* Sometimes have “dream-like” quality for hours afterwards (kind-of separated from what is happening in my environment). When this combines with the ultra-reality of night-time dreams or hallucinations, it creates problems of learning and remembering which “reality” is to be APPLIED in daytime relationships.
* Frequently I have several time periods where I appear staring and frozen; I am not asleep, not worrying, and often not even truly “thinking” about anything … but when husband asks, I often say “I don’t know what I was thinking or doing”, or “I want a drink” (but cannot process how to get one), or “I want to feed the dog” (but cannot remember how to do that).
* Seldom but sometimes have what I call “time bubbles” when I am at toilet looking at toilet paper but not recognizing what is on it, or when I forget our address, etc. i suspect these “time-bubbles” caused the first episodes of not recognizing the way my husband looks, altho that is pretty much part of my current “normal” now. My first cognitive “event” (1999) had several time bubbles in following days where I lost memory of recent events, how to spell daughter’s name, etc. But frequently these frozen moments are just what I think of as brain catch-up moments; brain needs a rest, so it just takes a time-out without asking. LOL.
Loads of things can go wrong after a cognitive event, so requires close supervision during first few days after a cognitive event. Obviously, this description is a conglomeration of copy/paste from journal.
i often hear care-partners speak of involuntary repeating movements of hands, arms, or face.
This might involve involuntary repeated lip-smacking, twitching, chewing, swallowing, picking with fingers, etc. Also the issue of staring into space, unresponsiveness, a sense of detachment from surroundings, or unusual amnesia can be indicators of seizure..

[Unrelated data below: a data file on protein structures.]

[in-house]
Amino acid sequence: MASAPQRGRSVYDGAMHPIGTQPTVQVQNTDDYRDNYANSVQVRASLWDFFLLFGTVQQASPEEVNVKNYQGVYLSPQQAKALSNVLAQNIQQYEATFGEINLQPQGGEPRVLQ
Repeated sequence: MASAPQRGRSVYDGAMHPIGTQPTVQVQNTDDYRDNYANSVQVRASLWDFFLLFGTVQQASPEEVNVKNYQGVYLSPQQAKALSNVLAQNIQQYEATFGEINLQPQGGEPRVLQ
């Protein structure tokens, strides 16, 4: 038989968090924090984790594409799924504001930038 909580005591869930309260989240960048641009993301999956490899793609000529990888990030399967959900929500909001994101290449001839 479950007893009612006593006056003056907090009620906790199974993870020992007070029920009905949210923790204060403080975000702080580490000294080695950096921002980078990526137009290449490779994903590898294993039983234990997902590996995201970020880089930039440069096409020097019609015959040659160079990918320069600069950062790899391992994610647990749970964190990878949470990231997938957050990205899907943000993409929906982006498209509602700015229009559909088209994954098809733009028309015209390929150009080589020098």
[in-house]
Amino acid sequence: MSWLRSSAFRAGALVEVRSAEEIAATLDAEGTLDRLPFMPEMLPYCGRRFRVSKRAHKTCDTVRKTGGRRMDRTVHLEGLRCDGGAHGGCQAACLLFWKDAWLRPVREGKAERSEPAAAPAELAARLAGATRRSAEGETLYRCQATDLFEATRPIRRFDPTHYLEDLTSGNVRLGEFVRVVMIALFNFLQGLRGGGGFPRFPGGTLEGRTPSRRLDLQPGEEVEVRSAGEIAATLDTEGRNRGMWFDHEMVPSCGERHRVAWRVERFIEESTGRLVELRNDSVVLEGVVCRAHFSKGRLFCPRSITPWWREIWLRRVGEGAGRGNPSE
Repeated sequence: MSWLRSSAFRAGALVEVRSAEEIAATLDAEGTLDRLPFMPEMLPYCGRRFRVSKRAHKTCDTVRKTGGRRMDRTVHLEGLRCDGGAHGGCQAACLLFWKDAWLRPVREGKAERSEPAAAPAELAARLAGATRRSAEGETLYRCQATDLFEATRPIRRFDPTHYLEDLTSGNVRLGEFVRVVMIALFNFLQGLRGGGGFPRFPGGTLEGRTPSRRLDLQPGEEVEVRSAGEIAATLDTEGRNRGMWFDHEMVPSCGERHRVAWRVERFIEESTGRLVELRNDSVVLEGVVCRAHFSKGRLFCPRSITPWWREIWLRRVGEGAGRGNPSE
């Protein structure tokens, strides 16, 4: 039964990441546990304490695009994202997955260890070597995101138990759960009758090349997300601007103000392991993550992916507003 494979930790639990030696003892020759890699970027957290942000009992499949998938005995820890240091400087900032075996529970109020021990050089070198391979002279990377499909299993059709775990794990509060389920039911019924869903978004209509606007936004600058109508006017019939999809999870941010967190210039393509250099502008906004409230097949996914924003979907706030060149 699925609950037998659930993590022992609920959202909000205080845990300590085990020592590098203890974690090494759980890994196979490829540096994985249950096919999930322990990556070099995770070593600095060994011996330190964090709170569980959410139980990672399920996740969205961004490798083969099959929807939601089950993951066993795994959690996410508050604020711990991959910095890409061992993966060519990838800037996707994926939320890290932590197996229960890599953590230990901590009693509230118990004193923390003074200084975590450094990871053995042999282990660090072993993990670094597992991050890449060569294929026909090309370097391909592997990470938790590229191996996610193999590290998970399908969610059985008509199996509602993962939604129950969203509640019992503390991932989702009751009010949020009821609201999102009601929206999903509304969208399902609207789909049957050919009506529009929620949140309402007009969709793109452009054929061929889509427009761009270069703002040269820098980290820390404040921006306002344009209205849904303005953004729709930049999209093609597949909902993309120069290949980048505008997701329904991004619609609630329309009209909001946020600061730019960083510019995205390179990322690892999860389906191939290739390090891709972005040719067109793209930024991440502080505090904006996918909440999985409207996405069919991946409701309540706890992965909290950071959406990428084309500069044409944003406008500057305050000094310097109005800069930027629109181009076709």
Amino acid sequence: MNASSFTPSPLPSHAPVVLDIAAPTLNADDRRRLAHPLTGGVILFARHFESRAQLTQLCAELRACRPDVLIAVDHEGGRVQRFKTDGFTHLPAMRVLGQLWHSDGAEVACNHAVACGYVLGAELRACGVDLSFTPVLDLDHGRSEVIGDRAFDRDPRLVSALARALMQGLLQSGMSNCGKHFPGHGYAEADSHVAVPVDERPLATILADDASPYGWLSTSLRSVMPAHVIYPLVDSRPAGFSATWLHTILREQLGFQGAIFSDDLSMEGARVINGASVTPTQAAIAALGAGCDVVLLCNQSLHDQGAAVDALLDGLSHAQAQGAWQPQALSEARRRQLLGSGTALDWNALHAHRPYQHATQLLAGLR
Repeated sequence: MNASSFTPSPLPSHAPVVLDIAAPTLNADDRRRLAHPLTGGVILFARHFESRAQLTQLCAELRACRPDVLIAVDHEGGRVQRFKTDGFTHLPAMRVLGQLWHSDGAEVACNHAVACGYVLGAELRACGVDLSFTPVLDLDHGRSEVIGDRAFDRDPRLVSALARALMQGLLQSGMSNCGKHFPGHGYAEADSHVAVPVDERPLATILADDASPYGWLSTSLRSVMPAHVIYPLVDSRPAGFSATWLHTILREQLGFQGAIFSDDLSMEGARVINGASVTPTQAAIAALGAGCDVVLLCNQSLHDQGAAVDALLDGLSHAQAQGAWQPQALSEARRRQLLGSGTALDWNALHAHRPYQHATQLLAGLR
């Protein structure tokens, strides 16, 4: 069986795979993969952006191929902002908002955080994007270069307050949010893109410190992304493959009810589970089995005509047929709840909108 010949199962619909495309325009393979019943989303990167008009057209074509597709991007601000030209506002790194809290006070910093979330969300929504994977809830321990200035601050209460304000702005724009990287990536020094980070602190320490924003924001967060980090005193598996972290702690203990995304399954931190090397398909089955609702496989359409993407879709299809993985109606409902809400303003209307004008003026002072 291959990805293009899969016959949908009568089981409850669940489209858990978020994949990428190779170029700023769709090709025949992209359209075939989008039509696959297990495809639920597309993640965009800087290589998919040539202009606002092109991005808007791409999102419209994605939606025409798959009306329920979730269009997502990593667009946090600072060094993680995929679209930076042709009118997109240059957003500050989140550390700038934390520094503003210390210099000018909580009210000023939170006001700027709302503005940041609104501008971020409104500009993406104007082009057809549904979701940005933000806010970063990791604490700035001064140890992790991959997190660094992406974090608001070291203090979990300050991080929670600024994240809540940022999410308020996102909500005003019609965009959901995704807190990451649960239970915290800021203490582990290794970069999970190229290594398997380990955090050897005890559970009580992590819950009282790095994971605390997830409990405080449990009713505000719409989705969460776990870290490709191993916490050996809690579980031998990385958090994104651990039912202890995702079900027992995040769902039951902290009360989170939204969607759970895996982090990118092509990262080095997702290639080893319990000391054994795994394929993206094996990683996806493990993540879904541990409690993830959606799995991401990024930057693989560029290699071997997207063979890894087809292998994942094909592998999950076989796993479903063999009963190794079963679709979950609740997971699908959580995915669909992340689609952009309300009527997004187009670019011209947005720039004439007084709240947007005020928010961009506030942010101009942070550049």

More about these symptoms at https://www.webmd.com/epilepsy/understanding-epilepsy-symptoms .
This Link at Epsy Health Blog (https://www.epsyhealth.com/seizure-epilepsy-blog/how-are-dementia-alzheimers-disease-and-seizures-linked) has some good info; “
- Parkinson’s and epilepsy: One UK study found that people with Parkinson’s disease were more than twice as likely to have epilepsy than people without Parkinson’s.
- Alzheimer’s disease and epilepsy: Numerous studies have shown that people with Alzheimer’s are more likely to have seizures. One paper reported that over 40% of people with Alzheimer’s had epileptic activity in their brains.
… and “Dementia seizures may appear as:
- Tonic-clonic seizures: This kind of seizure is most easy to recognize. The person having a seizure will go stiff, fall over and shake on the ground. Learn more here
- Focal seizures: This kind of seizure might be harder to spot. The person having seizures may stop and stare and become confused. They may also behave in unusual ways, such as smacking their lips, twitching or making strange noises. Learn more here
“… it is estimated that at least 5-10% of seizures or epilepsy in older individuals (aged > 60 years) are caused by a neurodegenerative dementia. In the vast majority, one of the four following diseases is involved: Alzheimer’s disease, Lewy body dementia, frontotemporal dementia, or vascular dementia. These diseases cause, not only seizures or epilepsy in affected patients, but cognitive, behavioral, and motor disorders as well. As a result, the challenges of treating seizures in older patients with neurodegenerative disease go beyond the usual limitations associated with this age group (i.e., lower fluid compartment, lower protein binding, increased risk of drug-drug interactions) by imposing other issues and pitfalls. .” per Drugs and Aging Mar 2021 >> https://pubmed.ncbi.nlm.nih.gov/33314010/ .
Dont want to lose this link … for next time >> https://www.epilepsy.com/complications-risks/emergencies/seizure-clusters .
… For early-to-moderate stages i have gathered LINKS for dementia symptoms and Strategies (alphabetized) at >> https://truthfulkindness.com/about/d-info/links-sx-strategies/.
. For more advanced stages Teepa Snow has excellent series called “Making Visits Valuable” beginning at >>https://www.youtube.com/playlist?list=PL2E2lPBsUeBjA1Utglo8q6yANAijEf8cX .… and Listing at
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Tags: alzheimers, dementia, epilepsy, person with dementia, PLwD, seizure, symptoms. S&S categ: health risk, .